Supply Chain Crisis Hits Broad-based Agriculture Needs

The cost of inputs has risen steadily over the past year, with fertilizer doubling in price since January. Now, farmers are finding they can’t lock in fertilizer prices for next year – if they can get the supply at all – because of a nationwide shortage. The economic impact of such a shortage is immediate and significant, since this is the season when farmers attempt to guarantee a profit for the coming year by locking in prices of fertilizer, seed, diesel and other inputs.

Specific fertilizers that are in the shortest supply include weed killers glyphosate, glufosinate and atrazine, all used widely on crops throughout North America.

The fertilizer shortage appears to be caused by a confluence of events, including worldwide shortages of the raw materials used to manufacture them, logistical and supply chain disruptions stemming from the COVID-19 pandemic, and Hurricane Ida, which slammed into Louisiana in late August and closed Bayer CropScience’s production facility, which supplies most of North America’s glyphosate. The facility re-opened in late October after five weeks offline.

The situation is further complicated by the fact that more than 35% of the chemical fertilizer used on U.S. crops is imported from China, which may be holding back some exports to support its own agricultural output and is caught up in logistical and supply chain bottlenecks. Of particular concern to U.S. farmers is that it doesn’t appear that domestic fertilizer manufacturers can ramp up quickly enough to take up the slack.

Supply Chain Crisis

Supply chain and logistics problems have plagued the U.S. since the start of the COVID-19 pandemic and have reached a critical stage in the agriculture sector that may force some farmers to change their crop mix in 2022. The crisis is broad-based, keeping steel and computer chips – both of which are used in manufacturing new farm equipment – from reaching the market. Farmers who have used equipment for sale today can, in some cases, get as much for it as they paid when it was new.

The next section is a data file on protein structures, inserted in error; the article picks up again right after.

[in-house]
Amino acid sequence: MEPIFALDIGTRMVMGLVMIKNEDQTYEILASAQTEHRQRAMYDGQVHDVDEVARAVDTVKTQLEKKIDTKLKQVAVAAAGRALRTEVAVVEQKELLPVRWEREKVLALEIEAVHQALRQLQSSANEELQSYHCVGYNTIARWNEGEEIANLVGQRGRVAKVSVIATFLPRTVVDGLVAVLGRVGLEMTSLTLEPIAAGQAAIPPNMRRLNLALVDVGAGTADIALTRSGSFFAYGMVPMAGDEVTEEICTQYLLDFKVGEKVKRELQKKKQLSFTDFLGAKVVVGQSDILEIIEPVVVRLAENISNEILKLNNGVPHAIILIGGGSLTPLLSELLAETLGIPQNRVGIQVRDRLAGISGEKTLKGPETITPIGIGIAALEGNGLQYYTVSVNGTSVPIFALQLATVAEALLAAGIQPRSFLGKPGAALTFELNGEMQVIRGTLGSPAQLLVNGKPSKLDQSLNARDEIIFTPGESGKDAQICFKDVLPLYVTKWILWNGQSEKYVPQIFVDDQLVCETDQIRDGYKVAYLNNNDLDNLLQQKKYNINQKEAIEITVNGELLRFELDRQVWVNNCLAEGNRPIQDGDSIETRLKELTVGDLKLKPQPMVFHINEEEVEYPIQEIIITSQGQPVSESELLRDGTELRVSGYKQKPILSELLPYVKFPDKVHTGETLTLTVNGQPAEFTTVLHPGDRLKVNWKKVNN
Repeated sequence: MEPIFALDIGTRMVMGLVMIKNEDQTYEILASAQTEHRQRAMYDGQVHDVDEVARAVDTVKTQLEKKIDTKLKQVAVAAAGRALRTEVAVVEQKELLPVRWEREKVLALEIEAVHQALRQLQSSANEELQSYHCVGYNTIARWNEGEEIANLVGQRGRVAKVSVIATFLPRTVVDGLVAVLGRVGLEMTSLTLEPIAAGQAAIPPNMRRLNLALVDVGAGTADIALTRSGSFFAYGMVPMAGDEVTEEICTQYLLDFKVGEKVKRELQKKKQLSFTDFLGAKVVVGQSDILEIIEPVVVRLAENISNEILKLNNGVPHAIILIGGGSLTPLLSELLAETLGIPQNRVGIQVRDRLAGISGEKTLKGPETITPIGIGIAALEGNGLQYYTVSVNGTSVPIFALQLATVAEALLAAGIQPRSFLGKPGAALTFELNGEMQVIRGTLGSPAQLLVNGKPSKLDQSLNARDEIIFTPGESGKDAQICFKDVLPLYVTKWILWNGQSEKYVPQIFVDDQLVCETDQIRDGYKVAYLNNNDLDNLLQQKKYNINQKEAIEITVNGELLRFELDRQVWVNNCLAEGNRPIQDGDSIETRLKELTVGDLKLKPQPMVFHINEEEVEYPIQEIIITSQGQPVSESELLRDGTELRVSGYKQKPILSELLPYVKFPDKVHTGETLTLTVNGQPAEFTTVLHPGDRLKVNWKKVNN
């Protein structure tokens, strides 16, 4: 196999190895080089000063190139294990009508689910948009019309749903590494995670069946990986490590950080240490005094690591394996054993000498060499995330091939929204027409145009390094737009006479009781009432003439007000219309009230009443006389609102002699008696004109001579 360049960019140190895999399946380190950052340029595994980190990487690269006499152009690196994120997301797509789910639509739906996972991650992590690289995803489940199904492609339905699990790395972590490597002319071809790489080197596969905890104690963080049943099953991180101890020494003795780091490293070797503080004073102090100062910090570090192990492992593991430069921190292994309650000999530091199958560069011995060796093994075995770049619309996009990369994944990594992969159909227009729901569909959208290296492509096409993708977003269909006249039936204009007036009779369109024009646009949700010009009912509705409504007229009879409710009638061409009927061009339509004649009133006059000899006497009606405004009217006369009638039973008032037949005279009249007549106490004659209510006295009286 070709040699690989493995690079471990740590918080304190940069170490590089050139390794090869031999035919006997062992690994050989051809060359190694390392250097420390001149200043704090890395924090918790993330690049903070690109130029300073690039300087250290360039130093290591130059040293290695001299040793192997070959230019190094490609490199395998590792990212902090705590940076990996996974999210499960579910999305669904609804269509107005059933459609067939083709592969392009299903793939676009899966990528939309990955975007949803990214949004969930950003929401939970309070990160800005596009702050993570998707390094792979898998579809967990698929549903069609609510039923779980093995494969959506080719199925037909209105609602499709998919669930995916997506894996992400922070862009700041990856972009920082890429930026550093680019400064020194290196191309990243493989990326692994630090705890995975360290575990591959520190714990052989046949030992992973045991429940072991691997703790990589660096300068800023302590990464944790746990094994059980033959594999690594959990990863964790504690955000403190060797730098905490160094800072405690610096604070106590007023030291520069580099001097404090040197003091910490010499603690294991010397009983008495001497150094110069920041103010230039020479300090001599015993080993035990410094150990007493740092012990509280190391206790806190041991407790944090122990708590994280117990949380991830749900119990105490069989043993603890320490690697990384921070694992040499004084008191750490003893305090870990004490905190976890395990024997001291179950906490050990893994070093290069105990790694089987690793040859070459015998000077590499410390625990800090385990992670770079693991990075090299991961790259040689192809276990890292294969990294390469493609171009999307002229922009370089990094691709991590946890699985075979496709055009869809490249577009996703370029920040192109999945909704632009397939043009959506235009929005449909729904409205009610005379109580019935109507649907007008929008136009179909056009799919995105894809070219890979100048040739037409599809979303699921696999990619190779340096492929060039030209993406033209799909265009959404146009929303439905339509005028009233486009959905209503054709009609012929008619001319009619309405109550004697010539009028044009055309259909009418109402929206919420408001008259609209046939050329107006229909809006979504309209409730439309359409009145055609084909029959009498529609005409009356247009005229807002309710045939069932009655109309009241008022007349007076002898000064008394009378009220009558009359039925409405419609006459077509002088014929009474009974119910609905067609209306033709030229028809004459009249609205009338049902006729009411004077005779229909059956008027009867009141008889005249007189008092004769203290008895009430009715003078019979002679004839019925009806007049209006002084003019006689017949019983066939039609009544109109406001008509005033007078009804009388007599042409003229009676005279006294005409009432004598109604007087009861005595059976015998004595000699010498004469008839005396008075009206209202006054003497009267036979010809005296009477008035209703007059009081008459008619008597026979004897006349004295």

For some in the agriculture industry, the fertilizer shortage presents an opportunity as crop farmers look for alternatives to chemical fertilizers.

One beef producer I know recently pointed to a pile of manure on his feedlot and said, “That’s my gold pile there.” But there’s not enough manure in the entire Midwest to do the job that chemical fertilizers do for crop farmers, and smart farmers are considering what they can do to switch up their crop mix in 2022 to hedge against this unprecedented fertilizer shortage.

Shifting Crop Mix

The impact will be particularly pronounced on crops – like corn – that require heavier fertilizer use. Many are looking at putting more acres in soybeans, milo and wheat, all of which require less fertilizer than corn. But shifting crops will likely have ripple effects across the broad food economy, since corn syrup is a key ingredient in many packaged foods and is a mainstay feed for beef cattle.

For farmers looking to plan for next year’s crops, the levels of uncertainty and price risk are at the highest levels ever. But there are some strategies that should help manage the risk:

  • Before planting, make sure you can secure all the inputs you need. Everyone wants to grow corn because corn prices are extremely strong this year at $5 to $7 a bushel. Even if you can secure the fertilizer supply, if you can’t lock in a price and it goes up another 50% during growing season, you’ll be obliged to pay a bill that may wipe out your entire profit.
  • Seek advice from a crop consultant before planning your crop mix.
  • Be realistic. Some people think the supply chain problems are temporary and will be a thing of the past within a couple of months. But there is no data to support that, and it’s possible this fertilizer shortage could stretch through the end of next growing season.
  • Stay informed and keep in touch with agriculture industry news coverage and reports from farm organizations.

We will keep you informed as the situation with shortages and price fluctuations unfolds. Meanwhile, if you would like a consultation about how you can effectively manage your farm finances amid the current uncertainty, contact your Adams Brown advisor.